Team creates LEDs, photovoltaic cells, and light detectors using novel one-molecule-thick material.
A prestigious award that has gone to such notables as Alexander Graham Bell and Orville Wright has been presented to a 91-year-old MIT emeritus professor of chemical engineering, Hoyt C. Hottel.
Professor Hottel, who comes in to MIT almost daily from his home in Winchester, went to Atlanta, GA, to receive the award-the 1994 John Fritz Medal-at the spring national meeting of the American Institute of Chemical Engineering.
The John Fritz Medal, established in 1902 in honor of one of America's pioneers in the iron and steel industry, is awarded by five engineering societies representing civil, mining, petroleum. mechanical, electrical and electronics, and chemical engineers.
Professor Hottel was cited "for seminal contributions to theoretical understanding and to engineering applications in the fields of combustion, radiant heat transfer, and nonconventional fuels."
He is a member of both the National Academy of Sciences and the National Academy of Engineering.
The Department of Chemical Engineering this past year added a new chair, the Hottel Development Chair, for a new faculty member. And each year a scholar is invited to spend a week at MIT with graduate students on energy-related problems, and give the Hottel Lecture.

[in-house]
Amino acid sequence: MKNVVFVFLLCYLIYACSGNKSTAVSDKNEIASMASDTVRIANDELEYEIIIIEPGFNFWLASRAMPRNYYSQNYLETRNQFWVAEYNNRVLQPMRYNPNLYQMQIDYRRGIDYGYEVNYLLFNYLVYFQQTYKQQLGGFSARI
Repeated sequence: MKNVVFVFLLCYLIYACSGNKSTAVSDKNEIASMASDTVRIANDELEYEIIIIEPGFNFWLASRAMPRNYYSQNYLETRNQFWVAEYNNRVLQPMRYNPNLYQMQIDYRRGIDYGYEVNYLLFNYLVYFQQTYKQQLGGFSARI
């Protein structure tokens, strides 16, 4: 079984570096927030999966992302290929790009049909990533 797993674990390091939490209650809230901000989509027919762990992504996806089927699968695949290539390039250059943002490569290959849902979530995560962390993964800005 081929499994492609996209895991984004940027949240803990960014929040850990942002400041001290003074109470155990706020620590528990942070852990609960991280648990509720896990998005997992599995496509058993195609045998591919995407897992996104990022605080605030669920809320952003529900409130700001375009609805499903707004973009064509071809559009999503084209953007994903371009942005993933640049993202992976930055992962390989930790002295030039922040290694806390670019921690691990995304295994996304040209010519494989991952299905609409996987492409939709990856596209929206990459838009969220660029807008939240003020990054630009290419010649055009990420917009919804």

Other Fritz Medal winners from MIT have included Vannevar Bush and four chemical engineering faculty members-Crawford H. Greenwalt, Warren K. Lewis, Manson Benedict and Ralph A. Landau.
Dr. Graham C. Walker, professor of biology, has been elected to Fellowship in the American Academy of Microbiology. The Academy recognizes distinction in all areas of the microbiological sciences.
Geraldine Erman, a sculptor who is a lecturer in the Department of Architecture's Visual Arts Program, has received a 1994 Guggenheim Fellowship Award from the John Simon Guggenheim Memorial Foundation.
The Guggenheim Fellows are appointed on the basis of unusually distinguished achievement in the past and exceptional promise for future accomplishment. The selection committee chose 147 artists, scholars and scientists from among 3,157 applicants for fellowships totaling more than $4 million.
Dr. Alexander Rich, Sedgwick Professor of Biophysics, has been elected a Foreign Member of the Russian Academy of Sciences in Moscow.
The Russian Academy of Sciences was founded by Peter the Great and first met in St. Petersburg, Russia, in 1725. The Academy reverted to its historical name following the dissolution of the Soviet Union; before that, it had been known as the USSR Academy of Sciences. The Academy currently more than 120 foreign members, among them Professors Victor Weisskopf and Samuel Ting of the Department of Physics and H. Gobind Khorana of the Departments of Chemistry and Biology.
Three MIT students-Giovanni M. Della-Libera of Miami, FL, Joseph N. Figueroa of Santurce, PR, and Ben Y. Reis of Brookline, MA-have been awarded scholarships for the 1994-95 school year by Microsoft Corporation.